According to local media reports on November 1, the CEO of the first cryptocurrency exchange in Zimbabwe reportedly lost his password in May last year. The accident was confirmed by two people familiar with the matter.
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Earlier reports said that the financial regulator of the central bank of Zimbabwe had ordered the exchange to cease operation on the grounds of violation of regulatory requirements. The central bank of Zimbabwe has been paying close attention to Golix for years because it believes the exchange is a risk for the country and has been working hard to close the exchange.
After that, Golix lost contact with the user, and most of the users of the exchange still could not retrieve their funds from the exchange.
In the article, Kembo responded to the allegation that the exchange failed to process user withdrawals.
Kembo denied that his company was unable to process the withdrawal due to insolvency. He said: "99% of the withdrawal requests have been successfully passed." Kembo added that only 1% of the people have been unable to withdraw funds.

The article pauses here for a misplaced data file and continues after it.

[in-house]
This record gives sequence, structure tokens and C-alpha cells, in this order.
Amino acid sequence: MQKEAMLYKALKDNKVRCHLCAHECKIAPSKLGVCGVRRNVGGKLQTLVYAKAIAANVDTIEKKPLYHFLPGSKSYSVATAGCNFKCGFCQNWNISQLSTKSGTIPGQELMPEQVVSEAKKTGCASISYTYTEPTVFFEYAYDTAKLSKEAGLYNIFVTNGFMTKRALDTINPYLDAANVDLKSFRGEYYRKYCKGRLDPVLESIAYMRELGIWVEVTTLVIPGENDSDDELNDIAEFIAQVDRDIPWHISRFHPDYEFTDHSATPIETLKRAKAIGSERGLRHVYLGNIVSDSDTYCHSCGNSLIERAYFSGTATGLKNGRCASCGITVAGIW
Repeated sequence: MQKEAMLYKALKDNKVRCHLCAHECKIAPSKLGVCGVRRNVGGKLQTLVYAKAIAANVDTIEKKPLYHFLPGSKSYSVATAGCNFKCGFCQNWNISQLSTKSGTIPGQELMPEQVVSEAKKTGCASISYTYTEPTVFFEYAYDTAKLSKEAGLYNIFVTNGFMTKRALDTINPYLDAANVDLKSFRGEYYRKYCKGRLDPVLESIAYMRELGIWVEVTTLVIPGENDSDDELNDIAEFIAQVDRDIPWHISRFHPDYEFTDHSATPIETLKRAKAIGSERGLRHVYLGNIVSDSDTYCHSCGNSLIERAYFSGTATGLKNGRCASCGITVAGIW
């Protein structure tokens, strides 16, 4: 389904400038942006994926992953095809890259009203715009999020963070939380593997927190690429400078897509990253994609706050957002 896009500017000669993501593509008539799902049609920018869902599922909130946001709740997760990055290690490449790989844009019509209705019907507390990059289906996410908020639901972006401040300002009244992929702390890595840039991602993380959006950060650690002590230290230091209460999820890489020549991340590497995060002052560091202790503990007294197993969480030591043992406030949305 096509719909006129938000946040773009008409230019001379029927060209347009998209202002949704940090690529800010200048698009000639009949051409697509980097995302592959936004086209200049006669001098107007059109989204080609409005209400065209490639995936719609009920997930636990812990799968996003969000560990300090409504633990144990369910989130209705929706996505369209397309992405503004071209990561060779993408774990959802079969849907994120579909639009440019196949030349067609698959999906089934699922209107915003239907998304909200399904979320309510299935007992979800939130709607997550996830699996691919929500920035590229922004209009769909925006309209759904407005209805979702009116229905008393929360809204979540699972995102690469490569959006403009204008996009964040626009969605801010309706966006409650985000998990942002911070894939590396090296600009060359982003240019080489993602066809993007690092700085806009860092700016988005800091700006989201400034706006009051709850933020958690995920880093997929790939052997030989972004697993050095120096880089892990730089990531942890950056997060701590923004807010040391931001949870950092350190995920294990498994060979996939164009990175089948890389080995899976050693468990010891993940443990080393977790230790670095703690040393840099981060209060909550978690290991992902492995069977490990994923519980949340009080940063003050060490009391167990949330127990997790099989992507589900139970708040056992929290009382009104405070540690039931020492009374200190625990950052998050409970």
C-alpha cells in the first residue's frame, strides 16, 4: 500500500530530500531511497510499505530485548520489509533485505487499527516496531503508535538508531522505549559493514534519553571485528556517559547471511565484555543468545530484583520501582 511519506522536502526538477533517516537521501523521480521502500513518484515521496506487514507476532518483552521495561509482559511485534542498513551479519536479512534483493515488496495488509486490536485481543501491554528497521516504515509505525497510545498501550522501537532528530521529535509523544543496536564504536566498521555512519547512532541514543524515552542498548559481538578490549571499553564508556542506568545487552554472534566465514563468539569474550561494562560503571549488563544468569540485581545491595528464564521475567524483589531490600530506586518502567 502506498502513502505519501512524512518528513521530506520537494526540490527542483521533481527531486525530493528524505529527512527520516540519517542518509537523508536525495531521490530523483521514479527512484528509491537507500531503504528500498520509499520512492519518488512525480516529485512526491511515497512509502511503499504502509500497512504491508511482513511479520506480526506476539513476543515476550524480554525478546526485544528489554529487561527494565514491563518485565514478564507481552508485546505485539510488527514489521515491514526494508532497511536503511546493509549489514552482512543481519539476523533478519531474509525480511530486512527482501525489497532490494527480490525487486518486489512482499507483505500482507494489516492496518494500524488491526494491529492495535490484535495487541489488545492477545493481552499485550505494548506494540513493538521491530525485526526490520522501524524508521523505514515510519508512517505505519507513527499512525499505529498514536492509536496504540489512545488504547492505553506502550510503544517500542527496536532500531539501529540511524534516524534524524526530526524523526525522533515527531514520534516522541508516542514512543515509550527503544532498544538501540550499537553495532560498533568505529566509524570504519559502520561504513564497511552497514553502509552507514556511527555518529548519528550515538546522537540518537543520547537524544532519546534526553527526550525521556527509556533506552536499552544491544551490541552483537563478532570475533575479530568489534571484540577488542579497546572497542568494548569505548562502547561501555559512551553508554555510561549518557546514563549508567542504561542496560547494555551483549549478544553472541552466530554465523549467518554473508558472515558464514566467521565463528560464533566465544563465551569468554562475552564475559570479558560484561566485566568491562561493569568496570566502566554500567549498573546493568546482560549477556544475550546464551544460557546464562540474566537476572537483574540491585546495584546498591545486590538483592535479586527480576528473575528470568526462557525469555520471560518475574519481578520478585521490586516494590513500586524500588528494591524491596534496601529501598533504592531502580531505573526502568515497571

However, Kembo did not deny that the wallet password was lost. There were 33 bitcoins in the wallet, which was worth more than $307,000 at the time of publication. Kembo claimed that the entire incident was taken out of context.
Kembo also claims that Golix "basically never encountered any challenge in handling cryptocurrency withdrawals." According to him, the problem is because the customer does not know how to use the cryptocurrency. However, there is no mention of whether Golix has provided customer support in this situation.
As for the lost password, Kembo does not deny this, but claims that this situation has been taken out of context and does not affect Golix. He said that he was an early adopter of Bitcoin because his account could only be accessed through a Linux terminal, resulting in a loss of password. He said that the cost of buying bitcoin in the wallet is very low, so the actual value of the loss is not large.
In July this year, the Zimbabwean government banned the use of foreign currency in this African country, which led to a surge in Bitcoin transactions. According to reports, people in Zimbabwe have been using Bitpal, Western Union and Moneybookers to trade Bitcoin at a high premium abroad.